December 2003 was a tough one. I remember when dad had called sometime around Thanksgiving that year. He was almost begging me to go to my sister’s in Ohio for Christmas that year. He kept insisting it was going to be his last. I don’t remember if I had ever given him an answer because I kept thinking that if I said no, maybe he would have more faith in Yahweh’s healing power and miracles. I always believed he would be healed of the disease that attacked him.
Then things changed. To be honest, I don’t even recall what day I received the phone call. I just know it was before December 24th. I know that he and mom were out picking up things for their trip from New York to Ohio, including, I believe, a Christmas tree.
Christmas was always a BIG DEAL to dad. From Yule logs in the fireplace (even when we lived in Tucson!) to presents and stockings, Dad was “all in” for Christmas. The tree was always very important to him, too. Our family did Christmas BIG.
Even when my kids were little, we did everything every other family did, and more! I learned as a young mom how to bake gingerbread and make gingerbread houses. I LOVED constructing and decorating them with all sorts of hand-made decorations, as well as all sorts of foil-wrapped candies. One of my favorite candies to use was always those spearmint leaves. They made adorable bushes around the houses, all topped with little plops of frosting snow. One year the kids and I made about 28 gingerbread houses all decorated to the hilt – we gave them out as gifts to youth leaders, teachers, music instructors, and close friends. It was such fun to give a hand-made gift from our hearts. The kids treasured that time we spent creating those gifts.
So, there we were in 2003, receiving the call none of us expected, and the kind of call everyone dreads. Especially around the holidays. Dad was in the hospital – in ICU. He had been battling against Hep-C for some time, as well as the attacks against his organs from that disease and the drugs to fight it. He had been fighting hard and fast. Yet, there he was, suddenly critically ill. My heart sank. But I packed, fully convinced this was just a quick trip, and that he would be JUST FINE. A short 24 hours later, we all knew better.
There we were, gathering as a family, getting ready to say goodbye. Those last hours were so hard, horribly painful, and yet so beautiful all rolled into one. A lot of the details escape me now, many just in a fog – probably my own way of not letting it stir in me the same hurt I felt back then. Yet there are other details that remain emblazoned upon my mind as if written in indelible ink forever. Things like walking into the hospital room and seeing my adorable just-turned-9 son, hands folded, kneeling in prayer by the bed-side of his precious grandfather while also singing Silent Night. The grampa who understood that little boy’s love for science and nature better than anyone on the planet; the grandpa who used to send him those colourful instructions for science experiments from the Sunday Funny papers.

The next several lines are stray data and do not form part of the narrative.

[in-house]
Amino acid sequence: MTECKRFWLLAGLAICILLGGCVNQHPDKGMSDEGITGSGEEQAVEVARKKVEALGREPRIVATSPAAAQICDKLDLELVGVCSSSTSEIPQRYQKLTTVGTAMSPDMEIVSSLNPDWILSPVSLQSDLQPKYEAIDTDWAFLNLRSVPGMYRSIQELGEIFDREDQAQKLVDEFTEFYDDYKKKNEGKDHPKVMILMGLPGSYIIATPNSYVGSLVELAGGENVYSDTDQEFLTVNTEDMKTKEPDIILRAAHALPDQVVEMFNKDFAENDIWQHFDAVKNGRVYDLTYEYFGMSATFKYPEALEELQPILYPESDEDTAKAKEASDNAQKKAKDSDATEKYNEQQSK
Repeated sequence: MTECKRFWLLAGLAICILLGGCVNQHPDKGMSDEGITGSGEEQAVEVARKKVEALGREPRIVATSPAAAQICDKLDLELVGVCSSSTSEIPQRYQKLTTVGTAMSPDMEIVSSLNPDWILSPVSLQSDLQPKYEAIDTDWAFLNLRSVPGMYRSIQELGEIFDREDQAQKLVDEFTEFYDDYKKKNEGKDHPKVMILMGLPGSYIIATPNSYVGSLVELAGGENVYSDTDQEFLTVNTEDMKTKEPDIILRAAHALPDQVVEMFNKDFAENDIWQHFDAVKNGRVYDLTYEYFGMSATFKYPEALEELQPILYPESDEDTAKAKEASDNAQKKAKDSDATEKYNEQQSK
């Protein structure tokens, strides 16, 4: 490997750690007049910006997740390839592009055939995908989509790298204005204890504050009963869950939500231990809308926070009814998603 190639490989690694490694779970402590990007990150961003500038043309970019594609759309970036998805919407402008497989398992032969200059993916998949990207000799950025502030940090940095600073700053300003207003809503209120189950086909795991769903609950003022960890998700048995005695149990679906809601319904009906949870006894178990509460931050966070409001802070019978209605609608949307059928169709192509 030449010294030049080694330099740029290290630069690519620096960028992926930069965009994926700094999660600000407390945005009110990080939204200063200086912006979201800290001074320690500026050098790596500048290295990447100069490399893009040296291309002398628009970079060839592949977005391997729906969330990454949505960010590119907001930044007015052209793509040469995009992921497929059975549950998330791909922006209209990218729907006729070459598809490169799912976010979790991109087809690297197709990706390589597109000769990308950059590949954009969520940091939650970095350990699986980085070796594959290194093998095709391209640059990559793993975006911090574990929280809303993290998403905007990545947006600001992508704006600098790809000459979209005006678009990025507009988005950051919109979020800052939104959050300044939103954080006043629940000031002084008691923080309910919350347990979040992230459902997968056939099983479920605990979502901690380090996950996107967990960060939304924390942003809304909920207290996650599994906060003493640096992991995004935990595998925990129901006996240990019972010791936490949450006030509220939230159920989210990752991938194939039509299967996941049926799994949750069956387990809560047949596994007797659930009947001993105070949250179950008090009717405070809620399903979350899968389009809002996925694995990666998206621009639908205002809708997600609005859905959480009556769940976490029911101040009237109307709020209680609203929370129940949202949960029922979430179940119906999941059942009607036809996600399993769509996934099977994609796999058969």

How I rubbed my father’s arm, talking with him and praying for him, while with every single breath, he quietly called my mom’s name. Literally with every single breath, as if he had something of great importance to tell her. “Carol. . . Carol. . .Carol. . .” The worry I felt in my heart as I anxiously awaited the arrival of my two eldest who were driving to get there in the midst of the snowstorm that had crept in off Lake Erie.
I remember even praying for that snowstorm to hit the following day so that the kids could enjoy the sleds and hills near the cottage. I sat there talking with dad and saying how I KNEW he felt it was time to go home, I begged him to wait for the girls to get there to say goodbye, and I remember asking him, “Dad, it’s Christmas. If you could, give the kids one more gift before you leave us. Make it snow. . .” I KNOW my dad didn’t have the “power” to make it snow – I knew that was all up to God. Yet it was the simple thoughts and distractions I used to fill the final hours with my daddy.
Then, he breathed his last breath. I don’t recall what time it was. I just know it was December 24th, Christmas Eve, 2003. And the man the kids had always thought was their Santa Claus, had gone home to be with God. We awoke the next day, Christmas morning, deeply saddened and heartbroken, yet filled with such peace and joy at the same time. We needed to celebrate with the children who were excited about opening gifts, yet crying because Grampa wasn’t there. We needed to keep going because that is what he had wanted. In our hearts, we all knew that Christmas was the perfect time for him to go home – his favorite holiday. Yet we also wondered what the coming years would bring as the season approached each and every year. How would our hearts handle it?
The kids opened presents, and Justin got the sled he had been wanting. So, we bundled up and went next door to where mom and dad lived. There were BIG hills to sled down. We stayed out for what seemed like forever, having such a fun time! The rest of the day, we drank hot cocoa and reminisced about all the fun times he had with dad.
We all, even mom, went from laughing to crying to laughing again. We all knew that the next day, December 26th, we would be planning the funeral or memorial service. And we did just that. People came from all over to say their goodbyes. The funeral home was overflowing with people! So many that they couldn’t all fit for the memorial service. Many had to simply pay their respects and leave. The final words were spoken, then the veterans paid their tribute with Taps and the gun salute. And we all gathered Dad’s things and went to the dinner provided by the Tea Ladies in town. Then back to mom’s house.